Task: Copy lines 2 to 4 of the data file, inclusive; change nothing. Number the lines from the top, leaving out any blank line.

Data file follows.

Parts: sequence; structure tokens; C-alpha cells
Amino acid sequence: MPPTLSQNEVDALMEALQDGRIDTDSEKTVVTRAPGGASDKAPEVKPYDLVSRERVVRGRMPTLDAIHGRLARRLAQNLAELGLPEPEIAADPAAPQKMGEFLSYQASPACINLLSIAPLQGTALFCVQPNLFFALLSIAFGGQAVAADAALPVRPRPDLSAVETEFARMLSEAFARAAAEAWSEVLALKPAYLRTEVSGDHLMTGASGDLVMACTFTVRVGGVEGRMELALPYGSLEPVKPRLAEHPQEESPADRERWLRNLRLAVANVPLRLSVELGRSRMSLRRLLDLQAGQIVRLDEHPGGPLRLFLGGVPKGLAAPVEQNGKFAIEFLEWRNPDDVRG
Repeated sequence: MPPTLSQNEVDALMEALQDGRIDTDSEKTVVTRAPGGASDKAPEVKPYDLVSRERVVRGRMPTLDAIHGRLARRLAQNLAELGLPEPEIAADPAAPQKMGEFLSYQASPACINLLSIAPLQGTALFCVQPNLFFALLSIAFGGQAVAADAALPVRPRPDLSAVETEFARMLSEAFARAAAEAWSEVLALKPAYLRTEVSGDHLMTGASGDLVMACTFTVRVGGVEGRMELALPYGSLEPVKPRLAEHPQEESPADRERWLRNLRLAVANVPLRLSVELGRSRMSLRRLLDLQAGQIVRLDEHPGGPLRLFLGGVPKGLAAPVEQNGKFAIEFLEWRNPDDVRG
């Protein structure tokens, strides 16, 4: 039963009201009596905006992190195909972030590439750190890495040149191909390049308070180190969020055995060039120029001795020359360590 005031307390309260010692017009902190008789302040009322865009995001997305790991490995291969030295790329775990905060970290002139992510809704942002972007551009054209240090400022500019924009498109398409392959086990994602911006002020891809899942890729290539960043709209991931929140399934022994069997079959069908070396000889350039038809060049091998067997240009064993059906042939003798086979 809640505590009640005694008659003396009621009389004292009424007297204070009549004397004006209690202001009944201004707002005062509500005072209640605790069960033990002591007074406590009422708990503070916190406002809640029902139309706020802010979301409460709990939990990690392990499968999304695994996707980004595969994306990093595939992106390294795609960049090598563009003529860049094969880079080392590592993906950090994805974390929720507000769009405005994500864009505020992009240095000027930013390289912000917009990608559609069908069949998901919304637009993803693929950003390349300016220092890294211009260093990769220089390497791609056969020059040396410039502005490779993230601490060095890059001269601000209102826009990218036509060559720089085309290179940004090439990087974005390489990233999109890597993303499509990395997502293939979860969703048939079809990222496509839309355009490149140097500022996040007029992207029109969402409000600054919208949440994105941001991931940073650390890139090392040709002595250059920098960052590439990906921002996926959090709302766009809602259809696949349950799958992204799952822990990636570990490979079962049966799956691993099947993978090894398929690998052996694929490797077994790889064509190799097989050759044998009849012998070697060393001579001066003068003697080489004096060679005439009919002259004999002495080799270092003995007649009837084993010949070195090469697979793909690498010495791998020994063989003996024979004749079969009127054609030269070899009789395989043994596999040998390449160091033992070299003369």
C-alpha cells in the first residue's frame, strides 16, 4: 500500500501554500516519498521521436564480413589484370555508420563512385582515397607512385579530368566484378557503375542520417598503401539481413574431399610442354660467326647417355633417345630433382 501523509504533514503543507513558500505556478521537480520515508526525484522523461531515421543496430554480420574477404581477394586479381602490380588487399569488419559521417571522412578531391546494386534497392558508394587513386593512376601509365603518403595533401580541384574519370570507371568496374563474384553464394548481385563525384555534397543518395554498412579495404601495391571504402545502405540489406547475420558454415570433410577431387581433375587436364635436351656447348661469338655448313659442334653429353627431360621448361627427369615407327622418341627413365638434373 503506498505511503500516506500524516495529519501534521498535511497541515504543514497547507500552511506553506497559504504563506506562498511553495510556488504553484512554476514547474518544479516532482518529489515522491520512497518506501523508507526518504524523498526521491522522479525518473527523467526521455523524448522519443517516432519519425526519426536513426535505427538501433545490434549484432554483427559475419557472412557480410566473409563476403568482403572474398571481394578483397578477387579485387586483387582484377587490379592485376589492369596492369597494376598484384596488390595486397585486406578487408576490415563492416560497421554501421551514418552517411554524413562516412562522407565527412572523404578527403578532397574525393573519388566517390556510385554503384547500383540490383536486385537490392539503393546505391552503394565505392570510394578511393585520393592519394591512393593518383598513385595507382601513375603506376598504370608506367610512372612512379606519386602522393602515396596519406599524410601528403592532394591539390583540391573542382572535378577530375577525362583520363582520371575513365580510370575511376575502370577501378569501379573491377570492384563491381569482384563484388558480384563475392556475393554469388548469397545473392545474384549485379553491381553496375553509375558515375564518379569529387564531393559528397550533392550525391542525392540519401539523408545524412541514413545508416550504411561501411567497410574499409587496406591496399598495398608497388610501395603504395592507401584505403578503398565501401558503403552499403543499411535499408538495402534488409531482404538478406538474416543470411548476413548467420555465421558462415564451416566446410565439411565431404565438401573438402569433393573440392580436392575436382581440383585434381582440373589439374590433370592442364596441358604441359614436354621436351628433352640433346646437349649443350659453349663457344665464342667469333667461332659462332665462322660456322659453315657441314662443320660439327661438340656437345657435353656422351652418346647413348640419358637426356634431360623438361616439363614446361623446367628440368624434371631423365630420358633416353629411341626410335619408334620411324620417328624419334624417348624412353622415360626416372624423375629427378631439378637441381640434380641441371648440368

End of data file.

Amino acid sequence: MPPTLSQNEVDALMEALQDGRIDTDSEKTVVTRAPGGASDKAPEVKPYDLVSRERVVRGRMPTLDAIHGRLARRLAQNLAELGLPEPEIAADPAAPQKMGEFLSYQASPACINLLSIAPLQGTALFCVQPNLFFALLSIAFGGQAVAADAALPVRPRPDLSAVETEFARMLSEAFARAAAEAWSEVLALKPAYLRTEVSGDHLMTGASGDLVMACTFTVRVGGVEGRMELALPYGSLEPVKPRLAEHPQEESPADRERWLRNLRLAVANVPLRLSVELGRSRMSLRRLLDLQAGQIVRLDEHPGGPLRLFLGGVPKGLAAPVEQNGKFAIEFLEWRNPDDVRG
Repeated sequence: MPPTLSQNEVDALMEALQDGRIDTDSEKTVVTRAPGGASDKAPEVKPYDLVSRERVVRGRMPTLDAIHGRLARRLAQNLAELGLPEPEIAADPAAPQKMGEFLSYQASPACINLLSIAPLQGTALFCVQPNLFFALLSIAFGGQAVAADAALPVRPRPDLSAVETEFARMLSEAFARAAAEAWSEVLALKPAYLRTEVSGDHLMTGASGDLVMACTFTVRVGGVEGRMELALPYGSLEPVKPRLAEHPQEESPADRERWLRNLRLAVANVPLRLSVELGRSRMSLRRLLDLQAGQIVRLDEHPGGPLRLFLGGVPKGLAAPVEQNGKFAIEFLEWRNPDDVRG
């Protein structure tokens, strides 16, 4: 039963009201009596905006992190195909972030590439750190890495040149191909390049308070180190969020055995060039120029001795020359360590 005031307390309260010692017009902190008789302040009322865009995001997305790991490995291969030295790329775990905060970290002139992510809704942002972007551009054209240090400022500019924009498109398409392959086990994602911006002020891809899942890729290539960043709209991931929140399934022994069997079959069908070396000889350039038809060049091998067997240009064993059906042939003798086979 809640505590009640005694008659003396009621009389004292009424007297204070009549004397004006209690202001009944201004707002005062509500005072209640605790069960033990002591007074406590009422708990503070916190406002809640029902139309706020802010979301409460709990939990990690392990499968999304695994996707980004595969994306990093595939992106390294795609960049090598563009003529860049094969880079080392590592993906950090994805974390929720507000769009405005994500864009505020992009240095000027930013390289912000917009990608559609069908069949998901919304637009993803693929950003390349300016220092890294211009260093990769220089390497791609056969020059040396410039502005490779993230601490060095890059001269601000209102826009990218036509060559720089085309290179940004090439990087974005390489990233999109890597993303499509990395997502293939979860969703048939079809990222496509839309355009490149140097500022996040007029992207029109969402409000600054919208949440994105941001991931940073650390890139090392040709002595250059920098960052590439990906921002996926959090709302766009809602259809696949349950799958992204799952822990990636570990490979079962049966799956691993099947993978090894398929690998052996694929490797077994790889064509190799097989050759044998009849012998070697060393001579001066003068003697080489004096060679005439009919002259004999002495080799270092003995007649009837084993010949070195090469697979793909690498010495791998020994063989003996024979004749079969009127054609030269070899009789395989043994596999040998390449160091033992070299003369």